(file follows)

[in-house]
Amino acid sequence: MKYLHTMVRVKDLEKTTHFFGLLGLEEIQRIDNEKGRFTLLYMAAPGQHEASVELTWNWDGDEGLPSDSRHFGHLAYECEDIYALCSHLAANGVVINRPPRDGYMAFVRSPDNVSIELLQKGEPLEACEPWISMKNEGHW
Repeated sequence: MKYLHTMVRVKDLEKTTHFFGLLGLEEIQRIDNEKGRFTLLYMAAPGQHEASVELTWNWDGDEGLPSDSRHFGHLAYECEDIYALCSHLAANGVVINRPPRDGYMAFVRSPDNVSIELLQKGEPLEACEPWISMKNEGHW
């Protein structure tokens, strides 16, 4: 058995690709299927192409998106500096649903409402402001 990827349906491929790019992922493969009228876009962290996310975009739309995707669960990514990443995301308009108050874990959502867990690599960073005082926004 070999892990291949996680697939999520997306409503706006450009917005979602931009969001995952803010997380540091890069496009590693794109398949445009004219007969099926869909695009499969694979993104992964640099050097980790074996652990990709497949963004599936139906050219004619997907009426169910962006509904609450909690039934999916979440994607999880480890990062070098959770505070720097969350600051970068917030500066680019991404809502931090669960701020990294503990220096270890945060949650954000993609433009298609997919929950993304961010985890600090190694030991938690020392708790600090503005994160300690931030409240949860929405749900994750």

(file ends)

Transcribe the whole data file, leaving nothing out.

[in-house]
Amino acid sequence: MKYLHTMVRVKDLEKTTHFFGLLGLEEIQRIDNEKGRFTLLYMAAPGQHEASVELTWNWDGDEGLPSDSRHFGHLAYECEDIYALCSHLAANGVVINRPPRDGYMAFVRSPDNVSIELLQKGEPLEACEPWISMKNEGHW
Repeated sequence: MKYLHTMVRVKDLEKTTHFFGLLGLEEIQRIDNEKGRFTLLYMAAPGQHEASVELTWNWDGDEGLPSDSRHFGHLAYECEDIYALCSHLAANGVVINRPPRDGYMAFVRSPDNVSIELLQKGEPLEACEPWISMKNEGHW
């Protein structure tokens, strides 16, 4: 058995690709299927192409998106500096649903409402402001 990827349906491929790019992922493969009228876009962290996310975009739309995707669960990514990443995301308009108050874990959502867990690599960073005082926004 070999892990291949996680697939999520997306409503706006450009917005979602931009969001995952803010997380540091890069496009590693794109398949445009004219007969099926869909695009499969694979993104992964640099050097980790074996652990990709497949963004599936139906050219004619997907009426169910962006509904609450909690039934999916979440994607999880480890990062070098959770505070720097969350600051970068917030500066680019991404809502931090669960701020990294503990220096270890945060949650954000993609433009298609997919929950993304961010985890600090190694030991938690020392708790600090503005994160300690931030409240949860929405749900994750």